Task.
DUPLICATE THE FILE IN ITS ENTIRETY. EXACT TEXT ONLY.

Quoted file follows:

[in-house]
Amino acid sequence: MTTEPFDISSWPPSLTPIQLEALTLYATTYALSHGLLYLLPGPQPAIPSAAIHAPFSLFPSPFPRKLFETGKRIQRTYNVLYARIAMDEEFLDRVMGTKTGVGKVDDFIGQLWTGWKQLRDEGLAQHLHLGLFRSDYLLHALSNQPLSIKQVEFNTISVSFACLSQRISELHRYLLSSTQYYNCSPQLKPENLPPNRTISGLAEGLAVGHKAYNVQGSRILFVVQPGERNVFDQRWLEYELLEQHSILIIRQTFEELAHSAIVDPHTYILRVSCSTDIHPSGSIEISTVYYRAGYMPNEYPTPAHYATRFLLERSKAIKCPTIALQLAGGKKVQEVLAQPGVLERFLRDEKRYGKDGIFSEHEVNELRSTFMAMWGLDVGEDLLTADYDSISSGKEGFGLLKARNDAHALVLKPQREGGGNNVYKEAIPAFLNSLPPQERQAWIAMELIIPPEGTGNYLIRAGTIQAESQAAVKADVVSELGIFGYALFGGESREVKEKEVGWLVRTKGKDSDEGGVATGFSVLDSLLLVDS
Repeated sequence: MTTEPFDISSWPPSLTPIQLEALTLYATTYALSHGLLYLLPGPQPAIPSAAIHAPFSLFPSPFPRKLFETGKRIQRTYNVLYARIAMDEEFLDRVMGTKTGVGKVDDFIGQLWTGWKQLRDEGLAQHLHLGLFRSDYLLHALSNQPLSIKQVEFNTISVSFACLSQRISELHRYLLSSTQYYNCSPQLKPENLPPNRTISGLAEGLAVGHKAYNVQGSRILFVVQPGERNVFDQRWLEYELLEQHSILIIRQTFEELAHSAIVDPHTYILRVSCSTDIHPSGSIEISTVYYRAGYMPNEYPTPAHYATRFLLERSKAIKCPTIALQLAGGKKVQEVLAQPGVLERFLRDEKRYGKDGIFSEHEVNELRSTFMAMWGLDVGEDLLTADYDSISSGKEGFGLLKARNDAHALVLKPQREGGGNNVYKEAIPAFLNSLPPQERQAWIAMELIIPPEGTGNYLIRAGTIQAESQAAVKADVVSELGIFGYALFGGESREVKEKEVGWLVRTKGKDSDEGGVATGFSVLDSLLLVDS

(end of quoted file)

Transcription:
[in-house]
Amino acid sequence: MTTEPFDISSWPPSLTPIQLEALTLYATTYALSHGLLYLLPGPQPAIPSAAIHAPFSLFPSPFPRKLFETGKRIQRTYNVLYARIAMDEEFLDRVMGTKTGVGKVDDFIGQLWTGWKQLRDEGLAQHLHLGLFRSDYLLHALSNQPLSIKQVEFNTISVSFACLSQRISELHRYLLSSTQYYNCSPQLKPENLPPNRTISGLAEGLAVGHKAYNVQGSRILFVVQPGERNVFDQRWLEYELLEQHSILIIRQTFEELAHSAIVDPHTYILRVSCSTDIHPSGSIEISTVYYRAGYMPNEYPTPAHYATRFLLERSKAIKCPTIALQLAGGKKVQEVLAQPGVLERFLRDEKRYGKDGIFSEHEVNELRSTFMAMWGLDVGEDLLTADYDSISSGKEGFGLLKARNDAHALVLKPQREGGGNNVYKEAIPAFLNSLPPQERQAWIAMELIIPPEGTGNYLIRAGTIQAESQAAVKADVVSELGIFGYALFGGESREVKEKEVGWLVRTKGKDSDEGGVATGFSVLDSLLLVDS
Repeated sequence: MTTEPFDISSWPPSLTPIQLEALTLYATTYALSHGLLYLLPGPQPAIPSAAIHAPFSLFPSPFPRKLFETGKRIQRTYNVLYARIAMDEEFLDRVMGTKTGVGKVDDFIGQLWTGWKQLRDEGLAQHLHLGLFRSDYLLHALSNQPLSIKQVEFNTISVSFACLSQRISELHRYLLSSTQYYNCSPQLKPENLPPNRTISGLAEGLAVGHKAYNVQGSRILFVVQPGERNVFDQRWLEYELLEQHSILIIRQTFEELAHSAIVDPHTYILRVSCSTDIHPSGSIEISTVYYRAGYMPNEYPTPAHYATRFLLERSKAIKCPTIALQLAGGKKVQEVLAQPGVLERFLRDEKRYGKDGIFSEHEVNELRSTFMAMWGLDVGEDLLTADYDSISSGKEGFGLLKARNDAHALVLKPQREGGGNNVYKEAIPAFLNSLPPQERQAWIAMELIIPPEGTGNYLIRAGTIQAESQAAVKADVVSELGIFGYALFGGESREVKEKEVGWLVRTKGKDSDEGGVATGFSVLDSLLLVDS